Are you so sure this kind of conversation is not at least a norm? I know some number of gay people who have come out to parents or others who think they disapprove of homosexuality. Those conversations can degenerate into vitriol, of course, but when people have a stake in maintaining an ongoing relationship, they often can speak both candidly and kindly.
What is less common in our society is for total strangers, especially on a quasi-anonymous medium like the internet, to make the effort to be polite. As I noted in my comment below, Chad started out being civil; it would have been remarkably churlish for people who work on this show not to have shown him the courtesy he initially extended. It may be remarkable that Chad made the effort to be so polite when he felt the deepest affections of his soul were under attack, so bravo to Chad.
On today's show, the topic was torture, & it touched on the infamous Milgram experiments, in which some -- but not all -- of the subjects gave faux subjects increasingly strong electrical shocks. Tippett observed that it was too bad no one ever studied the people who refused to administer the additional shocks. Another point the show touched on was the tendency of people to be willing to mistreat others if there were essentially two sets of rules & institutional authorities seemed to tolerate cruelty.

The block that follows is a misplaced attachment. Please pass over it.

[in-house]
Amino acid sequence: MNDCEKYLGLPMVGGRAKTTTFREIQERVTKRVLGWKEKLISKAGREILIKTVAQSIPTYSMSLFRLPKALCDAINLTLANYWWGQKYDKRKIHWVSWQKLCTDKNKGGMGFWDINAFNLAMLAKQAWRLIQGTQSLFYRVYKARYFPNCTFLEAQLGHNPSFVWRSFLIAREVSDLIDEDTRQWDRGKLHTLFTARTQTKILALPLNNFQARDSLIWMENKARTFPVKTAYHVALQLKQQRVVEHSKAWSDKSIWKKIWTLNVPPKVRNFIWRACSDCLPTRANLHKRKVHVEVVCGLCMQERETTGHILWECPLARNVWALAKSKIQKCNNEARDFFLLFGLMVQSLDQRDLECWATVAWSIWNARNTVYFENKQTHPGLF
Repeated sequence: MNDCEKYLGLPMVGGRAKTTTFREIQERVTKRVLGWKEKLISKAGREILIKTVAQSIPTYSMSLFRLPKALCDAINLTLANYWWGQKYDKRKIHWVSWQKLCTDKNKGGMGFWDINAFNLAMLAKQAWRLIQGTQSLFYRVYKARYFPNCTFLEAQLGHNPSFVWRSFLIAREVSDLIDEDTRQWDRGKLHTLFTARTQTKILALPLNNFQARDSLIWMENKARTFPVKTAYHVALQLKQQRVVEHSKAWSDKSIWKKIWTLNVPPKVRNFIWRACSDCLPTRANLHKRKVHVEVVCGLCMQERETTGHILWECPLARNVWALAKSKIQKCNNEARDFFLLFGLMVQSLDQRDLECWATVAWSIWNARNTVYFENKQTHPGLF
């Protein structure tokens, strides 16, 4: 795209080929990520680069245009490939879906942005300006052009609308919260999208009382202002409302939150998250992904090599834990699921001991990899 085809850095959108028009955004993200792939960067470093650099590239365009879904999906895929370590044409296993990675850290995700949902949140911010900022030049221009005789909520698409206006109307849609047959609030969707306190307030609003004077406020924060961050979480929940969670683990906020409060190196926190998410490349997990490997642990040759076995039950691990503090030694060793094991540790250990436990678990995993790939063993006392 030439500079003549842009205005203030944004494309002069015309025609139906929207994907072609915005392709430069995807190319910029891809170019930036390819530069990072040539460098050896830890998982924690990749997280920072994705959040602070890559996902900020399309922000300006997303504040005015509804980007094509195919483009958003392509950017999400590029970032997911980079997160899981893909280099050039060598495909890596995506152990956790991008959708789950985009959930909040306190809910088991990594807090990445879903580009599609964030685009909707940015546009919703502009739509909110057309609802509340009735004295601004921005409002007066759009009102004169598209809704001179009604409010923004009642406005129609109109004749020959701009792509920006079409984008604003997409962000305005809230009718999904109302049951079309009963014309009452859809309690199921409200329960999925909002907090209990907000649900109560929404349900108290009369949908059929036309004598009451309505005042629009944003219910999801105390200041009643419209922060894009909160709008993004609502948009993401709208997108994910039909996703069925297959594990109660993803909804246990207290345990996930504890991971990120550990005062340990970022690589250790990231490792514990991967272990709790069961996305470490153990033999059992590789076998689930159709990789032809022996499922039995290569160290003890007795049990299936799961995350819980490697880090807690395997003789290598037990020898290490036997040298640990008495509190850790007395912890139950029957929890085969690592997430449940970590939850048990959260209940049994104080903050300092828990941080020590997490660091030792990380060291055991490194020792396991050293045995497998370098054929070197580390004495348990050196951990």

Doesn't this, to some extent, apply to civility, especially on the internet? Who are the people like Chad who refuse to just rant & make demands, but who instead present polite, reasoned arguments? What can we do to foster that in others? Are there institutional changes we can make to facilitate that? I suggest at least one place we look is in the norms for internet discourse. People can be polite & they often are -- when they are face to face. Shouldn't we celebrate & seek to reinforce that norm & push for it in other contexts, such as the internet?
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